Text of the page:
DFA: Framework on South China Sea code might skip Hague ruling

Alexis Romero - Philstar.com
DFA: Framework on South China Sea code might skip Hague ruling

Foreign ministers from 27 countries will gather in the country for the 50th ASEAN Foreign Ministers’ Meeting and Related Meetings to be held on Aug. 2 to 8. Philstar.com, file

MANILA, Philippines — The arbitral ruling that voided China’s expansive claim in the South China Sea might not be mentioned in the framework of the code of conduct for claimants in the maritime row, an official said Tuesday.
Foreign Affairs spokesman Robespierre Bolivar said the framework, which is expected to be endorsed by Southeast Asian foreign ministers next week, would be “generic” and would outline the nature of the code of conduct for parties in the dispute.
“It’s an outline, the nature of the code of conduct, what principles govern the behaviors of (the parties). I would think it’s something more generic so there’s no specific mention (of the arbitral ruling),” Bolivar told reporters in Malacañang.
“In broad strokes, definitely, there’s an identification of the legal basis, what are we trying to accomplish in terms of the legal basis, and then the principles of the law of the seas. And then perhaps, a statement on how countries should behave in the region,” he added.
When asked if the legal basis would include the arbitral ruling, Bolivar said: “We will have to see. It’s a negotiation. As mentioned, it’s already part of international jurisprudence.”
Foreign ministers from 27 countries will gather in the country for the 50th ASEAN Foreign Ministers’ Meeting and Related Meetings to be held on Aug. 2 to 8 at the Philippine International Convention Center.
The Philippines is the chairman of this year’s summit, which has the theme “Partnering for Change, Engaging the World.”
Foreign ministers from the 10-member regional bloc are expected to review the progress and direction of the ASEAN community-building efforts and to exchange views on key issues including the South China Sea dispute.  
China claims about 90 percent of the entire South China Sea but it is being contested by Taiwan and four ASEAN members — Philippines, Vietnam, Malaysia and Brunei.
In 2002, ASEAN and China signed the Declaration on the Conduct of Parties in the South China Sea to address maritime disputes peacefully. More than 14 years have passed since the declaration was signed but parties have yet to craft a binding code of conduct.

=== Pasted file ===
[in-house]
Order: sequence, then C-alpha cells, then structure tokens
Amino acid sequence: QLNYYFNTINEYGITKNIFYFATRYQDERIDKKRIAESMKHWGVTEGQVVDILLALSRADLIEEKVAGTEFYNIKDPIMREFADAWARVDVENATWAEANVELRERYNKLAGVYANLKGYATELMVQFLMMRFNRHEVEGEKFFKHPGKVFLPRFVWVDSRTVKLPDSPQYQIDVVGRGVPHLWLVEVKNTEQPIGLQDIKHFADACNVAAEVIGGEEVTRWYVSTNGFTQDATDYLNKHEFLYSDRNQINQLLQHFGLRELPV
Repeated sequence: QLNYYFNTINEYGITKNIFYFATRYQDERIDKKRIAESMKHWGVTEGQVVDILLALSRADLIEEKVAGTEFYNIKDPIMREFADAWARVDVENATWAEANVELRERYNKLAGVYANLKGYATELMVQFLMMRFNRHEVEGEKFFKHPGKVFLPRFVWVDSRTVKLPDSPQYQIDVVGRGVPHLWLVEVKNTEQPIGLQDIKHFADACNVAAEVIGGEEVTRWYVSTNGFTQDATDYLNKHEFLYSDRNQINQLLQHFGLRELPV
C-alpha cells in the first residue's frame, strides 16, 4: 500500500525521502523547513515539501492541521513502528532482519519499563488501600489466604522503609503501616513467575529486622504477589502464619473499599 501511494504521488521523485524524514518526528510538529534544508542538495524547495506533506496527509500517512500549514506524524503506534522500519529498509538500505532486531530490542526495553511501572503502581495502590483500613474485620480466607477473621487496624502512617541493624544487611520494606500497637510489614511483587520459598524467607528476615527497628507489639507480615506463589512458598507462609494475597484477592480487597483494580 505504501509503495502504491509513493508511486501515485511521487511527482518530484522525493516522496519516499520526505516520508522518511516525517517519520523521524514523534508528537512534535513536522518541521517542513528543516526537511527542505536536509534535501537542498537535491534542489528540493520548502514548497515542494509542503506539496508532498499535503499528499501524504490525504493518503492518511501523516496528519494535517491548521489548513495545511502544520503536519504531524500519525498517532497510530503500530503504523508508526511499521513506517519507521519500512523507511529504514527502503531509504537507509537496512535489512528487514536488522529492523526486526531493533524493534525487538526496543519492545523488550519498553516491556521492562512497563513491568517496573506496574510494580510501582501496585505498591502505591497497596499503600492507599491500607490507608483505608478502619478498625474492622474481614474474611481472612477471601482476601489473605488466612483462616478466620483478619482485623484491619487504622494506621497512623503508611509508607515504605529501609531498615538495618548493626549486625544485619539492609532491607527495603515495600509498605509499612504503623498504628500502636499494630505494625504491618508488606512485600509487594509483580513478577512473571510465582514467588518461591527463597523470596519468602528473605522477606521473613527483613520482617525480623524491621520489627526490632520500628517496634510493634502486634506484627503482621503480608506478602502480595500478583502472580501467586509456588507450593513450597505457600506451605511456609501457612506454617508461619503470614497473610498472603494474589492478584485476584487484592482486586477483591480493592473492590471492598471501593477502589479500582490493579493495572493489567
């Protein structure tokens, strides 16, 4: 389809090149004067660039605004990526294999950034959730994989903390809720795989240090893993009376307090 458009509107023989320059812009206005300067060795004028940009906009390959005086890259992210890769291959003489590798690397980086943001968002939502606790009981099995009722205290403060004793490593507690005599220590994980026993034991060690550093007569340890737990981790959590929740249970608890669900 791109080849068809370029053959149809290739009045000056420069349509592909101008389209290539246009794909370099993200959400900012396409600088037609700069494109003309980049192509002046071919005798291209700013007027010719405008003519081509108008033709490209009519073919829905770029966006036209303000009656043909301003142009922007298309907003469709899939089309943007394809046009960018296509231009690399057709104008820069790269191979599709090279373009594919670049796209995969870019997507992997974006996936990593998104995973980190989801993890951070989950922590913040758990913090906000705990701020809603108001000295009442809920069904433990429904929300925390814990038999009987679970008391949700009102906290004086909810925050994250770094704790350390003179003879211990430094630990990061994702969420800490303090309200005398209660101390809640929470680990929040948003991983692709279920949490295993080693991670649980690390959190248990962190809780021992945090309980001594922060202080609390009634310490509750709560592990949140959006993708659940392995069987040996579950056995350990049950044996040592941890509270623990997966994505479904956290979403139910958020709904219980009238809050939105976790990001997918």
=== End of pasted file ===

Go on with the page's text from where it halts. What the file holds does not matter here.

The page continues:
Philippine officials are optimistic that a framework for the code of conduct would be endorsed this year. The framework was completed last May.

Arbitral ruling

In 2013, the Philippines challenged China’s maritime claim before an international arbitral tribunal, calling it “excessive” and “exaggerated.”
A Hague-based arbitral court ruled in favor of the Philippines in 2016, saying China’s maritime claim has no legal basis. China has dismissed the ruling as “illegal since day one” and “a mere piece of paper.”
President Duterte has said he is ready to temporarily set aside the ruling to improve the Philippines’ ties with China.
Duterte excluded the arbitral ruling from the agenda of the ASEAN Leaders’ Summit last April, saying the issue should only be discussed by the Philippines and China. But he vowed to bring up the landmark decision before Chinese leaders within his term.
Bolivar could not say when a binding code of conduct would be completed.
"We don’t want to put a timeframe on that. But definitely, it will begin as soon as the approvals process of the framework is over…Well, this is actually a very big step that we have a framework that will be endorsed by the ministers in a few days,” the Foreign Affairs spokesman said.
“What we’re trying to achieve is more than just binding, it’s an effective code of conduct, one that will be respected and observed by all. We’re hopeful, because of the commitment between the ASEAN and China,” he added.

Joint communiqué will reflect interests of ASEAN, individual nations

Asked if the Philippines’ ties with China would affect the outcome documents of the ASEAN, Bolivar said:
“As chair, our role is to accurately reflect the discussions that will happen around the table.”
“The AMM (ASEAN Ministerial Meeting) is joint communiqué, is a negotiating statement, so all member-states of the ASEAN will have to negotiate that joint communiqué, so it will reflect all the interests of the ASEAN as a grouping and personal, individual interests of the countries,” he added.
Bolivar said a joint working group would meet on the code of conduct once the framework is endorsed.
“There’s definitely an extensive discussion. Whether it’s heated or not, I cannot say,” he said.

North Korea to send representative

Bolivar also confirmed that North Korea foreign minister Ri Yong-ho would be attending the ASEAN Regional Forum next week.
He could not say if North Korea’s missile tests would be discussed during the forum, which would also be participated in by the United States, China, Japan and South Korea.
“We expect an exchange of views on regional and international security issues of concern,” Bolivar said.
“Since the issues you mentioned are a concern for several countries in the region, then we expect a candid and free flow of discussions during that time, on these issues,” he added.
ASEAN foreign ministers urged North Korea to “exercise restraint” in a joint statement issued last April. The regional bloc also reiterated its support for efforts to denuclearize the Korean Peninsula.
Duterte has said China could serve as intercessor between the US and North Korea, stressing that the tension cannot be addressed through violence.

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